Using Apache, mod-ssl and OpenSSL we can create a secure server quickly and easily. We also no longer have to worry in the U.S. about the RSA encryption. Prior to Sept. 6, 2000 the RSA algorithm was fully patended by RSA. The patent officially expires on September 20, 2000, but RSA lifted the patent a little earlier. Because of this we no longer need to use the RSAREF package, which is still under license from RSA.
The first task in setting up our secure server will be to retreive the software required to do it. We will need three vital packages, Apache, OpenSSL and mod-ssl.
You must have the following packages installed:
Compile and Install OpenSSL FirstAssuming you have perl and a working compiler installed, decompress the three packages. Compile OpenSSL first (this takes a while):
$ ./config $ make $ make test $ make installOnce this is all done compile mod-ssl:
Note: 'ALL' means you MUST have the option and 'optional' is optional.
$ cd mod_ssl-2.6.x-1.3.x ALL $ ./configure \ ALL --with-apache=../apache_1.3.x \ ALL --with-ssl=../openssl-0.9.x \ ALL --with-mm=../mm-1.1.x \ OPTIONAL --with-crt=/path/to/your/server.crt \ OPTIONAL --with-key=/path/to/your/server.key \ OPTIONAL --prefix=/path/to/apache \ ALL [--enable-shared=ssl] \ OPTIONAL [--disable-rule=SSL_COMPAT] \ OPTIONAL [--enable-rule=SSL_SDBM] \ OPTIONAL [--enable-rule=SSL_EXPERIMENTAL] \ OPTIONAL [--enable-rule=SSL_VENDOR] \ OPTIONAL [...more APACHE options...] OPTIONAL $ cd ../apache_1.3.x $ make $ make certificate $ make install
For more information on compiling mod-ssl directly into Apache
read the mod-ssl INSTALL and README files included
the package. They will provide you with the steps necessary to do this.
Configure httpd.conf for SSL SupportAfter Apache mod-ssl is installed, you can configure your httpd.conf like you would for a normal site. You will, however, have to setup your SSL secure site through a VirtualHost. You will access with https://my.site.com instead of https://my.site.com.
There are many configuration options and requirements for a VirtualHost in Apache. Since there is too much to talk about here I will only give you an example of a basic VirtualHost. A VirtualHost contains the server name, system administrators e-mail address, the path to the files and a path to the logs for the host. It turns out looking something like this:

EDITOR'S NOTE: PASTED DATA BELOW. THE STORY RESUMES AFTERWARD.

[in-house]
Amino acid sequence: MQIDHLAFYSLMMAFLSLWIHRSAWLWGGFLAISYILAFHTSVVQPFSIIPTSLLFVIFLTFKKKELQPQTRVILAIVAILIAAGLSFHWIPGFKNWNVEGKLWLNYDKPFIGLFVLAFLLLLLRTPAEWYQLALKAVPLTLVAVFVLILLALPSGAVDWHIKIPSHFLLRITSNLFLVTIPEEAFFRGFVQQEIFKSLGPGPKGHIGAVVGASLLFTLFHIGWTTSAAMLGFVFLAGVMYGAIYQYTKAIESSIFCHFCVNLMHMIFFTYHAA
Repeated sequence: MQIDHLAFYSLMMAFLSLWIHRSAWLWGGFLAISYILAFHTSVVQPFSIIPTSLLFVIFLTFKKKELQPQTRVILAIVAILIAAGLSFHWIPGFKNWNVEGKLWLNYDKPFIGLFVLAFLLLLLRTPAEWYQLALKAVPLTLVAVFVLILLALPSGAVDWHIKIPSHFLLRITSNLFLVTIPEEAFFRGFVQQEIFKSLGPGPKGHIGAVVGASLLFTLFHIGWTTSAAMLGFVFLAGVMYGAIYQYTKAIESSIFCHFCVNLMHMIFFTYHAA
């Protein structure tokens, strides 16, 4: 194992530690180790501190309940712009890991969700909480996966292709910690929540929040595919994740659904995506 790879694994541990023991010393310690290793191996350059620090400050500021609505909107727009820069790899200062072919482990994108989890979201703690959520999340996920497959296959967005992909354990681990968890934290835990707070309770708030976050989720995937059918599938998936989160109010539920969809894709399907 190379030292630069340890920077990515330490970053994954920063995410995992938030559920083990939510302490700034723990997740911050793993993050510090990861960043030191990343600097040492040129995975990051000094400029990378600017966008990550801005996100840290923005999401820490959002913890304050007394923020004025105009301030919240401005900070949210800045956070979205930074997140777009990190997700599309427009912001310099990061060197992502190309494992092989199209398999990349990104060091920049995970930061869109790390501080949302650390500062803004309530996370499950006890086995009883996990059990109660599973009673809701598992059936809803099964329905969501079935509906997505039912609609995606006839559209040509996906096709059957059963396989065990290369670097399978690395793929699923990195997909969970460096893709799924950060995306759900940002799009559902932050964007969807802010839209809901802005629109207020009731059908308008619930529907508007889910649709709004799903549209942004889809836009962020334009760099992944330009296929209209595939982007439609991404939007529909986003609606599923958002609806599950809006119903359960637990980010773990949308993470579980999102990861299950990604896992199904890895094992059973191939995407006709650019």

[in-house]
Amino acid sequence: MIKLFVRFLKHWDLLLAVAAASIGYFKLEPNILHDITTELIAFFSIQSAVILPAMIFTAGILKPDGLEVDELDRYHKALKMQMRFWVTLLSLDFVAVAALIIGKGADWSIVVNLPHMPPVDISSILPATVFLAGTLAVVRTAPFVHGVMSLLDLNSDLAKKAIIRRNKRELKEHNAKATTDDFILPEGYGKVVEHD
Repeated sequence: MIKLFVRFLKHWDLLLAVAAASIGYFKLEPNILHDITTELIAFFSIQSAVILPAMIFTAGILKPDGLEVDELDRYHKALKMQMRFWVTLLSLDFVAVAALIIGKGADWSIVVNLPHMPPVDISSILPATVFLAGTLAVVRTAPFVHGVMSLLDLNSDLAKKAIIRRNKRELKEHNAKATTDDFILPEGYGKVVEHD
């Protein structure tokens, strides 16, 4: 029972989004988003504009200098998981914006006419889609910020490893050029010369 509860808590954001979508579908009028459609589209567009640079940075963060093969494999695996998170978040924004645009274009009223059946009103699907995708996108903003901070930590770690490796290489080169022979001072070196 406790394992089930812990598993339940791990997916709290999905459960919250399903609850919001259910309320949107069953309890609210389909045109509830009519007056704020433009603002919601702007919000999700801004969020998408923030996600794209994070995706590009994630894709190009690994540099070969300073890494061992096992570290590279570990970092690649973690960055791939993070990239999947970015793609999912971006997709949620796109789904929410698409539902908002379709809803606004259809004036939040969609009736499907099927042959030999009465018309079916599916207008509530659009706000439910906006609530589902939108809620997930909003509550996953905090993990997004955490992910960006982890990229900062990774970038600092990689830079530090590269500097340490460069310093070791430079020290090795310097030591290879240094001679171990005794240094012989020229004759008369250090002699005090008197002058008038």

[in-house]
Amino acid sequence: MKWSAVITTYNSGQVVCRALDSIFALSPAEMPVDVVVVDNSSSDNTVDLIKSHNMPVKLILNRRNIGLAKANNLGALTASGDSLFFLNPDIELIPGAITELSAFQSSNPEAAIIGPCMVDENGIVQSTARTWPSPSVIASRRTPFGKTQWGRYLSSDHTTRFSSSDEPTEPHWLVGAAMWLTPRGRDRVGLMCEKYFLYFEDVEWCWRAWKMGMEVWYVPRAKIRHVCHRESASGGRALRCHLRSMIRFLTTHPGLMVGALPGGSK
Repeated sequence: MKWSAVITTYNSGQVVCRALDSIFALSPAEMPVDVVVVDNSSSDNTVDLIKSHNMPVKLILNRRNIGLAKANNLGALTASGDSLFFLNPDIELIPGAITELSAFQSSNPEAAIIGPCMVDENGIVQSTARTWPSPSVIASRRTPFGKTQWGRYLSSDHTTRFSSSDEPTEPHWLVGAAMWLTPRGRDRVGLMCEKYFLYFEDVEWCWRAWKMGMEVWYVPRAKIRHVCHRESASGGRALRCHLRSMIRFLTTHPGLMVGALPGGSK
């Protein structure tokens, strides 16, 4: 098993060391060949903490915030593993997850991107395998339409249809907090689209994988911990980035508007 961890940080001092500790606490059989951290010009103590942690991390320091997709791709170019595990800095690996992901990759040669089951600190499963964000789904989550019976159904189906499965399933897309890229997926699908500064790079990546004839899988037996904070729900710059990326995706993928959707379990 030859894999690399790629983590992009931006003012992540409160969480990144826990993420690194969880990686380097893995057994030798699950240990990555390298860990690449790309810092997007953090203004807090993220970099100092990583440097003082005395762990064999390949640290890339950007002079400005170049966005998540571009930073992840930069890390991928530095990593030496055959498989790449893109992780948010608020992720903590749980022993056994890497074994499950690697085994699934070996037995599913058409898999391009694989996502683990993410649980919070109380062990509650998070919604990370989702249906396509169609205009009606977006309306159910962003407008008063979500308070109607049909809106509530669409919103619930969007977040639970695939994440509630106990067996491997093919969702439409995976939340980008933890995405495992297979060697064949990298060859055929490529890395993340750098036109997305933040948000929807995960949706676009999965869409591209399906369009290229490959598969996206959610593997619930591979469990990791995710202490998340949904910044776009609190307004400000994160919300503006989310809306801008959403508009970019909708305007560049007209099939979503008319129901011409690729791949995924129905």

To add SSL support to your VirtualHost you must enable it and tell it where you have your certificate and key to decrypt it with. Add these lines before the '' tag:
SSLEngine on SSLCertificateFile /etc/httpd/conf/ssl.crt/server.crt SSLCertificateKeyFile /etc/httpd/conf/ssl.key/server.key
These are basic SSL options for VirtualHosts. There are many more
than can be listed in this short document. When you install mod_SSL
into Apache the new httpd.conf will have examples and
descriptions of VirtualHosts and SSL options. You can also find
numerous documents at www.apache.org
Once configured, you are all set to start up the server. Start Apache in SSL mode by typing the following:
[[email protected] #] /usr/sbin/httpd -startssl read RSA key Enter PEM pass phrase:
Notice it asks you for a password. It will require a password to decrypt your key for the SSL encryption. This could prevent apache from working on startup. Here is a way around it, but it can be a security hazard.
Go to where your stored httpd.conf and in the
ssl.key directory you
should see server.key. This contains your encrypted key. What
we are going to do here is decrypt the key permently. The upside is you
won't have to enter a password anymore. The security risk is that if the
key is compromissed someone can possibly decrypt the information you
send across your once secure connection.
Before you decrypt the key make a backup first:
[[email protected] #] cp /path/to/apache-conf/ssl.key/server.key server.key.old
Now, using OpenSSL, decrypt the key:
[[email protected] #] /usr/sbin/openssl rsa -in server.key.old -out server.key read RSA key Enter PEM pass phrase:
It will prompt you for your password and decrypt your key.
now contains an unencrypted key. You must still start apache with
httpd --startssl or the start-up file included with your RPM or dpkg.